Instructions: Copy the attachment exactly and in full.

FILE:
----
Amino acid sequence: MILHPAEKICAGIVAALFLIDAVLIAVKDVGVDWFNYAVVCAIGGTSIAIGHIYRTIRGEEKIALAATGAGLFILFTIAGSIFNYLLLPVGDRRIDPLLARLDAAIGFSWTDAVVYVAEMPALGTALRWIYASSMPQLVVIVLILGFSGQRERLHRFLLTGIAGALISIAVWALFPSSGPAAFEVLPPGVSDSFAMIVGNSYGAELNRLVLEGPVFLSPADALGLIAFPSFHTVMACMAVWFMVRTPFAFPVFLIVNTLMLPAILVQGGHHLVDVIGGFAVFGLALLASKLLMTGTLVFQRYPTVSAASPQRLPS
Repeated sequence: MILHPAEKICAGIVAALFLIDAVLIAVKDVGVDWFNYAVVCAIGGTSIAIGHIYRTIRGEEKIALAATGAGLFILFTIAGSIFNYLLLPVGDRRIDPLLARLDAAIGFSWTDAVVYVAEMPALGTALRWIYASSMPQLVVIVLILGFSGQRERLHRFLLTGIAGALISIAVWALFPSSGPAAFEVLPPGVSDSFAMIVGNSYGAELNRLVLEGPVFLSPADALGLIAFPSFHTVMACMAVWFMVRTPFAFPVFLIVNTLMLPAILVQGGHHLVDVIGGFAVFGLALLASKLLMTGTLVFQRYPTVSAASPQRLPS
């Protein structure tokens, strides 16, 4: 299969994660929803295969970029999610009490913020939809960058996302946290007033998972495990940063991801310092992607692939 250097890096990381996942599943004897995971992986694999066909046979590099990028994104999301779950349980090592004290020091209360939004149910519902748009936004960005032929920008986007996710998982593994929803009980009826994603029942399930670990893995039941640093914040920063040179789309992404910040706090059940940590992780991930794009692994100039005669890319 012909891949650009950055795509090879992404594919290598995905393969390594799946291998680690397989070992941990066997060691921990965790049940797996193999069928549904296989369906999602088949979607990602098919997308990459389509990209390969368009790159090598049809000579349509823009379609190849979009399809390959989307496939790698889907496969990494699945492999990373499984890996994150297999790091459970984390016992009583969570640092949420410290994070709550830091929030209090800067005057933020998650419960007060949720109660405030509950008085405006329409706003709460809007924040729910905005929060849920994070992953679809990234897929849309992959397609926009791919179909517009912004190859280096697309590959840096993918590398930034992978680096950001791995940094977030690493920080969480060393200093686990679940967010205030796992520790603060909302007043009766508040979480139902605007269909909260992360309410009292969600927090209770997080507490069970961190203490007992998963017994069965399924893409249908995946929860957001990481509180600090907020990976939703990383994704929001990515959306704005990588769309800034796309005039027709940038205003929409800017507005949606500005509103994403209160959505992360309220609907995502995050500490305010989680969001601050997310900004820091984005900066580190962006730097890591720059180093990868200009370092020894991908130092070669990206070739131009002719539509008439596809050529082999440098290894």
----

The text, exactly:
Amino acid sequence: MILHPAEKICAGIVAALFLIDAVLIAVKDVGVDWFNYAVVCAIGGTSIAIGHIYRTIRGEEKIALAATGAGLFILFTIAGSIFNYLLLPVGDRRIDPLLARLDAAIGFSWTDAVVYVAEMPALGTALRWIYASSMPQLVVIVLILGFSGQRERLHRFLLTGIAGALISIAVWALFPSSGPAAFEVLPPGVSDSFAMIVGNSYGAELNRLVLEGPVFLSPADALGLIAFPSFHTVMACMAVWFMVRTPFAFPVFLIVNTLMLPAILVQGGHHLVDVIGGFAVFGLALLASKLLMTGTLVFQRYPTVSAASPQRLPS
Repeated sequence: MILHPAEKICAGIVAALFLIDAVLIAVKDVGVDWFNYAVVCAIGGTSIAIGHIYRTIRGEEKIALAATGAGLFILFTIAGSIFNYLLLPVGDRRIDPLLARLDAAIGFSWTDAVVYVAEMPALGTALRWIYASSMPQLVVIVLILGFSGQRERLHRFLLTGIAGALISIAVWALFPSSGPAAFEVLPPGVSDSFAMIVGNSYGAELNRLVLEGPVFLSPADALGLIAFPSFHTVMACMAVWFMVRTPFAFPVFLIVNTLMLPAILVQGGHHLVDVIGGFAVFGLALLASKLLMTGTLVFQRYPTVSAASPQRLPS
């Protein structure tokens, strides 16, 4: 299969994660929803295969970029999610009490913020939809960058996302946290007033998972495990940063991801310092992607692939 250097890096990381996942599943004897995971992986694999066909046979590099990028994104999301779950349980090592004290020091209360939004149910519902748009936004960005032929920008986007996710998982593994929803009980009826994603029942399930670990893995039941640093914040920063040179789309992404910040706090059940940590992780991930794009692994100039005669890319 012909891949650009950055795509090879992404594919290598995905393969390594799946291998680690397989070992941990066997060691921990965790049940797996193999069928549904296989369906999602088949979607990602098919997308990459389509990209390969368009790159090598049809000579349509823009379609190849979009399809390959989307496939790698889907496969990494699945492999990373499984890996994150297999790091459970984390016992009583969570640092949420410290994070709550830091929030209090800067005057933020998650419960007060949720109660405030509950008085405006329409706003709460809007924040729910905005929060849920994070992953679809990234897929849309992959397609926009791919179909517009912004190859280096697309590959840096993918590398930034992978680096950001791995940094977030690493920080969480060393200093686990679940967010205030796992520790603060909302007043009766508040979480139902605007269909909260992360309410009292969600927090209770997080507490069970961190203490007992998963017994069965399924893409249908995946929860957001990481509180600090907020990976939703990383994704929001990515959306704005990588769309800034796309005039027709940038205003929409800017507005949606500005509103994403209160959505992360309220609907995502995050500490305010989680969001601050997310900004820091984005900066580190962006730097890591720059180093990868200009370092020894991908130092070669990206070739131009002719539509008439596809050529082999440098290894």